Updated 30 March 2022
Too many women are still putting their futures in jeopardy by leaving their partners to handle the finances. As new research highlights their different financial planning needs, IFA Susan Hill encourages more women to take control of their lives. Article by Nick Green.
It often takes a catastrophe to deliver social progress. The First World War accelerated the process of recognising women’s right to vote, while the Second World War led to women attaining more career opportunities. And already there are signs that the Covid pandemic – by causing upheaval on a scale comparable to a war – may be offering another wake-up call on gender equality.
In this case, it’s in the area of financial independence. The pandemic has stirred up many long-standing issues that until now have been widely accepted. But leading figures in the advice industry are now calling for more to be done to help women gain better financial awareness and security.
Despite much progress in recent years, financial advice still tends to be a male-dominated industry. This can pose obstacles for the millions of women who need financial advice, as IFA Susan Hill has found.
‘When a client engages a financial adviser,’ Susan explains, ‘they should look for someone who has empathy, someone with shared experiences, someone they can share money worries with, without fear of ridicule or explanation, someone who understands their aspirations and vision.’ And though this isn’t to imply that a male IFA can’t provide those things – many do with great success – the woman in need of advice may see it differently. Susan wryly notes, ‘It’s often said that widows sack the financial adviser. This comes about because many women still have a tendency to leave financial management to their husbands, who naturally tend to engage a male financial adviser. But then women tend to survive their husbands, so a huge amount of money falls into their ownership quite late in their life. And they then have to make financial decisions they have little experience or knowledge of. But if there’s no real relationship with their husband’s financial adviser, there’s a lack of empathy. And it’s even worse in cases of divorce, where the financial adviser naturally sides with the person they have been working with – the husband. Women then have to start making life-changing financial decisions at an emotional time, when they may never have done it before.’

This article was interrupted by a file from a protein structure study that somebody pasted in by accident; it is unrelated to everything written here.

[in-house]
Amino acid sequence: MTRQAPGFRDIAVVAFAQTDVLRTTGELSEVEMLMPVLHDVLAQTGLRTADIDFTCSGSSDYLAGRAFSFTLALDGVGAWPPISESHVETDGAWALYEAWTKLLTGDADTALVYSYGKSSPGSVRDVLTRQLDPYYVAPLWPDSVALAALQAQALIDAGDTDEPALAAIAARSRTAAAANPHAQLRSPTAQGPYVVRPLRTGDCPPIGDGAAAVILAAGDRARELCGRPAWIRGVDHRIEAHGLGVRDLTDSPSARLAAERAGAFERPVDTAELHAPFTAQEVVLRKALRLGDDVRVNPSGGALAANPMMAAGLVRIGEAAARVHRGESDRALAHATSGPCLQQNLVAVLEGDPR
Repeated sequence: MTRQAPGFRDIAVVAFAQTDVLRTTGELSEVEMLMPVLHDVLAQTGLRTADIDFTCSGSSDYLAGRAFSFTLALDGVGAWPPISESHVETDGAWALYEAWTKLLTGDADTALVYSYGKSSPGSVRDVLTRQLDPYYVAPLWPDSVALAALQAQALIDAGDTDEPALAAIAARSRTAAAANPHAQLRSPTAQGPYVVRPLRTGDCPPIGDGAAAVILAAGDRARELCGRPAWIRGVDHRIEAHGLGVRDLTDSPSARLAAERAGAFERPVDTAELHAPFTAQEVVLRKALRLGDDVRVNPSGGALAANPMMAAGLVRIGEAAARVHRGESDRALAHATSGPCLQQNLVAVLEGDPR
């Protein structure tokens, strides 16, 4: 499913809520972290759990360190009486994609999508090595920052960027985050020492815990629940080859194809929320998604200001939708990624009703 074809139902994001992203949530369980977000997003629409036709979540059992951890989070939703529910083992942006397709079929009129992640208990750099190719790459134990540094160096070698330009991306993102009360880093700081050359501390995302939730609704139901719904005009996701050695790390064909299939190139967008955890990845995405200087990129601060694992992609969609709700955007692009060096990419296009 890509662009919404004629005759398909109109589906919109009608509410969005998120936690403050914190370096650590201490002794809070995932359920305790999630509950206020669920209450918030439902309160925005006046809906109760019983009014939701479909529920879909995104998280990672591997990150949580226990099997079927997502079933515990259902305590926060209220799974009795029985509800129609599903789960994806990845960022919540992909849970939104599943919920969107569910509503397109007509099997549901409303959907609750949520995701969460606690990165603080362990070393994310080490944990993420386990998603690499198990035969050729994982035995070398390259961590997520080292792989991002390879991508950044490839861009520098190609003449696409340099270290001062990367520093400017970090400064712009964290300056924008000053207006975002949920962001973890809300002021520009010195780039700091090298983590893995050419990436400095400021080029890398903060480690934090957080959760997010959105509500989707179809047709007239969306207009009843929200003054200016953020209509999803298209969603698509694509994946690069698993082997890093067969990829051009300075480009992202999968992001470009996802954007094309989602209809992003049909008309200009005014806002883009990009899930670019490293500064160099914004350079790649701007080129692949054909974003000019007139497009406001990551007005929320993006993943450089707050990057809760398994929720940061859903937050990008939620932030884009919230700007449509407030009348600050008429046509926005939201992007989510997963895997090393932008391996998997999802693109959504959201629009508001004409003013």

It's a sentiment echoed by Yvonne Braun, director of policy at the Association of British Insurers (ABI), who says that a profession where men ‘vastly outnumber’ women may find it harder to engage with female clients. Donna Bathgate, COO of the Equity Release Council (ERC), agrees: ‘There are many divergences between male and female financial experiences.’ And yet women’s need for advice is often greater than men’s: the ERC’s research has found that a quarter of women over 55 wouldn’t know where to seek additional retirement income, compared to only 15% of men. Meanwhile their research partner, financial services firm Key, revealed that a quarter of their equity release clients are single women, compared to 14% of single men.
‘Increasing the proportion of female financial advisers can help to provide more nuanced advice specifically aimed at helping women maximise their financial resources in later life,’ says Donna.
The pandemic has reminded everyone that better ‘financial gender equality’ can’t come too soon. Research by advisers Hargreaves Lansdown found that the proportion of people planning early retirement (i.e. between 50 and state pension age) had more than doubled from 4% to 10% since the outbreak, while among women the figure tripled from 4% to 12%. But at the same time, Covid has been forcing people to retire: according to the FCA nearly 60% of retirements between March and October 2020 were prompted by the pandemic. This is just one stark example of how circumstances can take major decisions out of people’s hands, and a reminder of the need to plan savings far in advance so that such events have a less damaging impact.
Meanwhile, according to 2020’s Great British Retirement Survey by Interactive Investor, two-thirds of women aged 60-65 already face tougher financial circumstances than they expected, due to the raising of the women’s state pension age. Four in 10 say they will need to work for longer than they planned to. And this comes on top of the existing pension inequality between men and women. Several different studies, including those by Unbiased and consultancy Barnett Waddingham, have found that women’s pension savings significantly lag behind men’s, being up to 45% smaller on average by retirement age. This is mainly due to career breaks taken when having children, and/or moving to part-time work while raising a family, but also due to missed promotion opportunities resulting from those decisions.